^ That comment card above made my heart swell, much like the Grinch, to 3x it’s size. I knew after the presentation that I had something. I had a story to share. That Andrew’s story was to be shared. It felt great to be able to do that. One teacher asked if I could do the show next week! HA! I hope my team can follow up and start a tour soon, but that may be too soon! But just to be safe, I quickly went on an epic journey to purchase a projector for the awesome projections in my show. I nicknamed it “Princess” because Dwayne and I were laughing about the fact that it did turn into a quest not unlike the quest of rescuing Princess Peach in the Mario Bros videogames. The projector/Princess was always “in a different castle” (or store) and we had to keep moving onwards! So when we finally found one it was rightfully named Princess 😉
Then that evening I had the pleasure of escorting my very talented boyfriend, Jason Martorino, to the private screening of his horror flick “Kingdom Come” which was AMAZING! Sometimes it’s easy to get swallowed up by one’s own projects – but I am so very lucky to have Jason who is supportive of my work and I his. It was great to be his plus one and witness his hard work on screen. So great. And so great that he helped me out on my project as he was my Sound Operator for my PD Day presentation.
Next up on Saturday was Drunk Macbeth – with only 2 rehearsals (including the day of: 12 pm start and I left at 11:30 pm…) it was nerve wracking up until we took the stage at 8 pm. Get this, we SOLD OUT and had a rush line that we ended up turning away! The best part? Wearing Scottish attire:
I was given such great compliments for my Lennox/Second Witch roles! My fav was that I was such a “badass goddess” with my dirk and tartan 🙂 Yup. That made my day.
So after this weekend, of which I did a month of prep for production wise (please visit the website I designed www.everythingbutthecat.net and enjoy the twitter feed of @Urban_Bard from the show night and @EverythingCatTO because they were curated by me!), and acting wise (holy jeeze a 45 minute monologue of a show, and then remembering my iambic pentameter…oy.) Ach mon to be more in theme 😉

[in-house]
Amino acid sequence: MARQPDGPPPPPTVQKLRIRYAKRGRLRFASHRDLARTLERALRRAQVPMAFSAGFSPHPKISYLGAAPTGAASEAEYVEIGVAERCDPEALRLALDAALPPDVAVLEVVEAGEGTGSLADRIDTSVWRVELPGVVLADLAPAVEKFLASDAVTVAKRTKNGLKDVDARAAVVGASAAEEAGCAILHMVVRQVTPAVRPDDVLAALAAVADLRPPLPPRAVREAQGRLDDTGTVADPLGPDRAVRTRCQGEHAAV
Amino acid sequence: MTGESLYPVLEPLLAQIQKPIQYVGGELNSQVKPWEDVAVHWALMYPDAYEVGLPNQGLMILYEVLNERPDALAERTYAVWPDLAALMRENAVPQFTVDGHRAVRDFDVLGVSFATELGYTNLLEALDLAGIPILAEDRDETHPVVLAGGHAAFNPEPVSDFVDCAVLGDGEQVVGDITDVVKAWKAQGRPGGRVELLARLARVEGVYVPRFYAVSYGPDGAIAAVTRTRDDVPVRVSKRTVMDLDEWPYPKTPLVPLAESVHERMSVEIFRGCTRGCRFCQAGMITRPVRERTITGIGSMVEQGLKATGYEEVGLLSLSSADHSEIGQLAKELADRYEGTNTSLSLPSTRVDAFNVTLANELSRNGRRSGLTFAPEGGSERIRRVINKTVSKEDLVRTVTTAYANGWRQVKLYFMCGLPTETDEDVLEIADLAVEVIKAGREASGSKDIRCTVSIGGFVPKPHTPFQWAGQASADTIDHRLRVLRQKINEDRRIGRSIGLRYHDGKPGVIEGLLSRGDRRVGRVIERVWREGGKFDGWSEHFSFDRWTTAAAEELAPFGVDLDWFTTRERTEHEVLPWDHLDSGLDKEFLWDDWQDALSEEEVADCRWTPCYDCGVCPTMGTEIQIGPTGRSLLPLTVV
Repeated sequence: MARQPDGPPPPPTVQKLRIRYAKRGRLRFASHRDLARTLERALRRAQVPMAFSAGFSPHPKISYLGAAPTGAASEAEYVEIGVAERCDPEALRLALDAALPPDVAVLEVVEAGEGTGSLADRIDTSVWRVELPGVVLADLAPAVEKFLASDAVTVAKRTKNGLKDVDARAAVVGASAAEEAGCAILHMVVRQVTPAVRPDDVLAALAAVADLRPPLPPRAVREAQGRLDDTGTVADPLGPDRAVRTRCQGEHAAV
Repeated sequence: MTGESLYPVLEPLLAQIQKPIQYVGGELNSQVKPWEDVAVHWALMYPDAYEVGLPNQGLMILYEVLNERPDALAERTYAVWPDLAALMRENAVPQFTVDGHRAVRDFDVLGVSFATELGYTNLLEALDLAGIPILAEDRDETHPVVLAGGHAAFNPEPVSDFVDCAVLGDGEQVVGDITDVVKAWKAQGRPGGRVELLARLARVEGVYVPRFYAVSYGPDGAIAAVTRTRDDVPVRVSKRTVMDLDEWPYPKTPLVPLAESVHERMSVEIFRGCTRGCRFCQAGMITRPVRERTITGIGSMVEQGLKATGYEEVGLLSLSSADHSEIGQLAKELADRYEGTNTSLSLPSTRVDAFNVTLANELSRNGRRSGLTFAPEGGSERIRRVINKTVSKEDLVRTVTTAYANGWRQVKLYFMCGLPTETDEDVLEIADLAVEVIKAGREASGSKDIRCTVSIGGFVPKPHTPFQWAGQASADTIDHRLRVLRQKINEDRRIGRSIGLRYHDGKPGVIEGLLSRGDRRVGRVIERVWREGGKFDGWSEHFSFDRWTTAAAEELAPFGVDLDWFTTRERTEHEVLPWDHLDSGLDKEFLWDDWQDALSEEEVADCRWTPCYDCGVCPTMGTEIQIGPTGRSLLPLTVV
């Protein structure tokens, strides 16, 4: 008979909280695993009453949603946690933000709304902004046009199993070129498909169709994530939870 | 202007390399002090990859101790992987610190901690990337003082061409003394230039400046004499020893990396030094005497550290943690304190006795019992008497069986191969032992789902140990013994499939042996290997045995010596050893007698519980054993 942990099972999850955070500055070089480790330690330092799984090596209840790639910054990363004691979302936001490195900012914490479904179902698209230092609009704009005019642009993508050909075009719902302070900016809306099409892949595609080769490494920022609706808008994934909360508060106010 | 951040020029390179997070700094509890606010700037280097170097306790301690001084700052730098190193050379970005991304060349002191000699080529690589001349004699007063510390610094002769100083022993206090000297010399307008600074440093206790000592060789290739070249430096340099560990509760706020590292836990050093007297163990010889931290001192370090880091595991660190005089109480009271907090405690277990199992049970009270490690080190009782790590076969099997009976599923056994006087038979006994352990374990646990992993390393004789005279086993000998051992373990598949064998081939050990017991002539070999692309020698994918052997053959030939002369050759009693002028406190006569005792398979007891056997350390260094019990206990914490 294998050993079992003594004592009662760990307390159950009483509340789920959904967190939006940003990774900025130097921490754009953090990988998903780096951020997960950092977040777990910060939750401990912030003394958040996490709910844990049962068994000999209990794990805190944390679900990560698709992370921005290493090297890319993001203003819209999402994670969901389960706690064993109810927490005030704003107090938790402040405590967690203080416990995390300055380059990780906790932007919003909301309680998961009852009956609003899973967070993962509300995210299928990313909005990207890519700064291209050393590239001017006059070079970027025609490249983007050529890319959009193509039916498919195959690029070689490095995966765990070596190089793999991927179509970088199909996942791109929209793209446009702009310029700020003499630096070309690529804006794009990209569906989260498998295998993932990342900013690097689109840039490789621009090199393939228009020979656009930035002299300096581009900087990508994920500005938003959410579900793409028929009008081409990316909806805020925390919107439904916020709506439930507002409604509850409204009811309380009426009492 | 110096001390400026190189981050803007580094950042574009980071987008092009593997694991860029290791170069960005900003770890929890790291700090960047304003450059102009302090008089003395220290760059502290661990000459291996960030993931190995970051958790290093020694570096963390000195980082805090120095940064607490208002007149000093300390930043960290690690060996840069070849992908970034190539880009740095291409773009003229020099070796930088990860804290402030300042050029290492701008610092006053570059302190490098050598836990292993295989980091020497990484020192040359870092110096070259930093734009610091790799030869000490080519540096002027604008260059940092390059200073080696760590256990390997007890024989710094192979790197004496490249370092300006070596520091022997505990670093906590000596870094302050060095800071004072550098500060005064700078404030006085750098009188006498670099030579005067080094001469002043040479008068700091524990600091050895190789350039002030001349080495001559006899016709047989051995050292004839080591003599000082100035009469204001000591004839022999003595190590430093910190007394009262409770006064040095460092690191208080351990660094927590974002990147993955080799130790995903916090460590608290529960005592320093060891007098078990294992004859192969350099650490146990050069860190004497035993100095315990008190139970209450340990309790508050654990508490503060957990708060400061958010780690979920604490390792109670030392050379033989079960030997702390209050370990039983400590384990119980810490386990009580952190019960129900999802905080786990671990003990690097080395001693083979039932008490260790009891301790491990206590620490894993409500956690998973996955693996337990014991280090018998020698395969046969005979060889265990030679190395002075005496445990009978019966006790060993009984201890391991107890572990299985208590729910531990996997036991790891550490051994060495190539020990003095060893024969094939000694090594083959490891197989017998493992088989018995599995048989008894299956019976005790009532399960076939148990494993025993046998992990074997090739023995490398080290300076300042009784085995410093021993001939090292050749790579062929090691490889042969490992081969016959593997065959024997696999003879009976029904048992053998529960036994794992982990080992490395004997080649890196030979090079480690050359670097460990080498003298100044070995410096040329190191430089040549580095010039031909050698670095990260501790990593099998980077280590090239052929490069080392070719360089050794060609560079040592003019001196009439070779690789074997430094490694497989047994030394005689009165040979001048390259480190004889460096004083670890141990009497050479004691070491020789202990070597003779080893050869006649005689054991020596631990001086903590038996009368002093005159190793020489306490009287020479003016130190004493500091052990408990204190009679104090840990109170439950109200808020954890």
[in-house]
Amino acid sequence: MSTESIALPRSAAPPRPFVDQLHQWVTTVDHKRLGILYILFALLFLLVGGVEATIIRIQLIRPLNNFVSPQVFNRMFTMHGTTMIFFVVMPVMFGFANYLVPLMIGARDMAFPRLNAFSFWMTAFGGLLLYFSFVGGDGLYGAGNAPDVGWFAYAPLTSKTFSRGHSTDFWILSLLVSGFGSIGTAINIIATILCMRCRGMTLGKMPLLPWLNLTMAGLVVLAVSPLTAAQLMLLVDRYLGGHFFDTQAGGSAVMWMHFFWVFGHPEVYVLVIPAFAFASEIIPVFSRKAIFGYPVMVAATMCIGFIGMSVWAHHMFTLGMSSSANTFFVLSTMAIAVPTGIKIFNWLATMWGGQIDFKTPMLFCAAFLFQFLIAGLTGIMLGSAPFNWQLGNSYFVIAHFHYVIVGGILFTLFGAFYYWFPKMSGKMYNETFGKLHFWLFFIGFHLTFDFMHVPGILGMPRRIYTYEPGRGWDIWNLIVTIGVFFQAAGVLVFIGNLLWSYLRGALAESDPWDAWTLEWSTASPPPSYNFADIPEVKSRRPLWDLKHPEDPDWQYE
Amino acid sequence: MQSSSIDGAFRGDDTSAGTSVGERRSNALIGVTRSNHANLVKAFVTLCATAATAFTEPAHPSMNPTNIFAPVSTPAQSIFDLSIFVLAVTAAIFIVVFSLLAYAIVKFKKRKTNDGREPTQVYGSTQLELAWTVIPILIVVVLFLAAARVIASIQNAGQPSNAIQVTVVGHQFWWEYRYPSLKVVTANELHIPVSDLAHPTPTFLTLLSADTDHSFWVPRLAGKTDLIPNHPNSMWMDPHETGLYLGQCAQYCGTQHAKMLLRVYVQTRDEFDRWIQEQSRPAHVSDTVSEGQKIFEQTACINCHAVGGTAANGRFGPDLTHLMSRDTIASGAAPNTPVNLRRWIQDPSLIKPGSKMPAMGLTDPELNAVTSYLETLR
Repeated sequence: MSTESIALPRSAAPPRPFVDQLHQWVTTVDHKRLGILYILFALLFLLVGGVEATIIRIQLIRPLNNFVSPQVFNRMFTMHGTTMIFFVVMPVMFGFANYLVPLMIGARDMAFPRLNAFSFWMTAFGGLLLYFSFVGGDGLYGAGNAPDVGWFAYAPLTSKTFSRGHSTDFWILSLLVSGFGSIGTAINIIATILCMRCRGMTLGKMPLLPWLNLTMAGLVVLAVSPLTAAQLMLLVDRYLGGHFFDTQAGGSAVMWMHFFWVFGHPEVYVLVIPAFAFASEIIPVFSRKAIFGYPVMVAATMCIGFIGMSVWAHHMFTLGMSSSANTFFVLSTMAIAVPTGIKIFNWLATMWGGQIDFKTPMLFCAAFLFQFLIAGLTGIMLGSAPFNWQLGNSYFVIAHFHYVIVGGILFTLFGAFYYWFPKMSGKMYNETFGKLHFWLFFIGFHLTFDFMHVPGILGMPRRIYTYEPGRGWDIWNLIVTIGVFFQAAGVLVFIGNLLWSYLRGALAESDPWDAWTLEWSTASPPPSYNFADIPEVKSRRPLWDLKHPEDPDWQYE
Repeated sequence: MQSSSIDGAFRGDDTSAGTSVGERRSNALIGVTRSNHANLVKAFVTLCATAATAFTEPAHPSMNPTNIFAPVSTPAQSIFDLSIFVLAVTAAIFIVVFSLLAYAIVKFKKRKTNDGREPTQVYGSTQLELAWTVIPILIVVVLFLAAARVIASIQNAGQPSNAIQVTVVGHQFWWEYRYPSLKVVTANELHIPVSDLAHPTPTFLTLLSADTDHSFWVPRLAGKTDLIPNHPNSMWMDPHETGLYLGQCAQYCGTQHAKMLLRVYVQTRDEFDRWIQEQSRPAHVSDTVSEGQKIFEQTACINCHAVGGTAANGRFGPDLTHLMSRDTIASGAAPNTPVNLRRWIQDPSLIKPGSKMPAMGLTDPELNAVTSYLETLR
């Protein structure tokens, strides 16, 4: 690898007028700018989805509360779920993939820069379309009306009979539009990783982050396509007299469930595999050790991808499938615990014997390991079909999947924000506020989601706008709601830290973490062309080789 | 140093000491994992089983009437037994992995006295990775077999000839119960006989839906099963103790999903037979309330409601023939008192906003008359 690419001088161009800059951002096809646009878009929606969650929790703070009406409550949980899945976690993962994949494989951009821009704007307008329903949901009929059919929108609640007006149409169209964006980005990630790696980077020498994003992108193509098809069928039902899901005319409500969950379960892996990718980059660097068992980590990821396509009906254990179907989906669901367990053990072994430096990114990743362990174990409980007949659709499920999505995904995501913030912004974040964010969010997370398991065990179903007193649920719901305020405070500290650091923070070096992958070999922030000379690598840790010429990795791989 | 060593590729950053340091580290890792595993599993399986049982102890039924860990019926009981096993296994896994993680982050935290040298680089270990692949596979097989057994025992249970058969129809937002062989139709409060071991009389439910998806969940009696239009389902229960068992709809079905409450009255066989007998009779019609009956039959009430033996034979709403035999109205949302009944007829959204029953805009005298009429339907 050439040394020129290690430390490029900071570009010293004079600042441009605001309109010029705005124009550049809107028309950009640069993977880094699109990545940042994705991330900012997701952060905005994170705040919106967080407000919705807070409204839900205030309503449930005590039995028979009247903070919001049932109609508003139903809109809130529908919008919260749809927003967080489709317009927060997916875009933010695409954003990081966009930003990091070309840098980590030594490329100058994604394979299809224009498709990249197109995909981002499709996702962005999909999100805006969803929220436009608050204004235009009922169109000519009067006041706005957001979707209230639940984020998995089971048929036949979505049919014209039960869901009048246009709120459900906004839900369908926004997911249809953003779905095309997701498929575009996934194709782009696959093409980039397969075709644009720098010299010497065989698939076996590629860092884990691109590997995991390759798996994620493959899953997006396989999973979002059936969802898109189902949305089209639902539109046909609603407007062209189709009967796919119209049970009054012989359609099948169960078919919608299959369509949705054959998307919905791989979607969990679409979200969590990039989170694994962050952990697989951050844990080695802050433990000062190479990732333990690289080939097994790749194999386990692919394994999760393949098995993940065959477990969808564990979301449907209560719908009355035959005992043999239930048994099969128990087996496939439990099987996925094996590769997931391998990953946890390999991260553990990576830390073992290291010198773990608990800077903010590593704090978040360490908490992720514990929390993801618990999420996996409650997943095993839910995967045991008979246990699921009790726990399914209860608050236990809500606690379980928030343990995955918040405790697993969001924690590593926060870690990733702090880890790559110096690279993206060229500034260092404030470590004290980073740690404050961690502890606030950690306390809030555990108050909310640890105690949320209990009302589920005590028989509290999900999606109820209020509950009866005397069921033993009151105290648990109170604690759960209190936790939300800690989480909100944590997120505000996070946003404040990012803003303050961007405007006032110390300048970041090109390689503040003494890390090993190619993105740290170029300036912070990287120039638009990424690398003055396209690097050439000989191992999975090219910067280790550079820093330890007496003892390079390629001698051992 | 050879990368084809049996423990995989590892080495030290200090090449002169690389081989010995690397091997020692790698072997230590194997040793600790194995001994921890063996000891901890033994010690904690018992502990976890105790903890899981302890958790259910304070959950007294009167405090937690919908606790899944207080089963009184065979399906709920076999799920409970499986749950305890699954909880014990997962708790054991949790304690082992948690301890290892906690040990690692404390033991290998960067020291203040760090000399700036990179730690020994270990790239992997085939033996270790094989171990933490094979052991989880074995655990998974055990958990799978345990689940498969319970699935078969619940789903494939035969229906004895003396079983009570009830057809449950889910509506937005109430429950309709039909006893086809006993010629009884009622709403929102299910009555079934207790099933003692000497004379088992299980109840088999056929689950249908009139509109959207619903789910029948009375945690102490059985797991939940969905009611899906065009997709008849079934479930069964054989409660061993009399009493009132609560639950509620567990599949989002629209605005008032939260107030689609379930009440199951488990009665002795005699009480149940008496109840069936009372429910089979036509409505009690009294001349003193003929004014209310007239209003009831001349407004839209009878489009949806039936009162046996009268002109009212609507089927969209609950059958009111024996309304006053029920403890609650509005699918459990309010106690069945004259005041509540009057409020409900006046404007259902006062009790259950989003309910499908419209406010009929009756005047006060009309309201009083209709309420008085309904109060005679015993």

So you will excuse me if I fall in a heap as my brain/heart/limbs are all exhausted from this weekend. And thank you to everyone that helped me get here. After a nap, or two, I will get back to making the tour happen!
Tomorrow I am presenting Everything But the Cat… to a group of teachers on their PA Day Mental Health Event. They pre-registered for my show and an info/talk-back session with myself and Dwayne Harmer, the author of “The Kit” (which is the resource for my workshop for the audience). The idea is to get the word out that we are open for business and bookings! We will start bookings in May 2014 for Mental Health Awareness Week (May 13-19). This will allow us more time to update our performance to the best of our abilities: new shadow actors, better quality voice overs, slick workshop design… All because we look forward to touring high schools. So fingers crossed we get some interest tomorrow!
Then on Saturday night it’s Drunk Macbeth where we have had 1.2 rehearsals for this show! This will be a bit “fly by the seat of your pants” kind of show and it should prove hilarious! I play Second Witch and Lennox.
So here’s hoping for smooth sailing – see you on the other side of this scary/thrilling/nauseating/exciting/challenging weekend!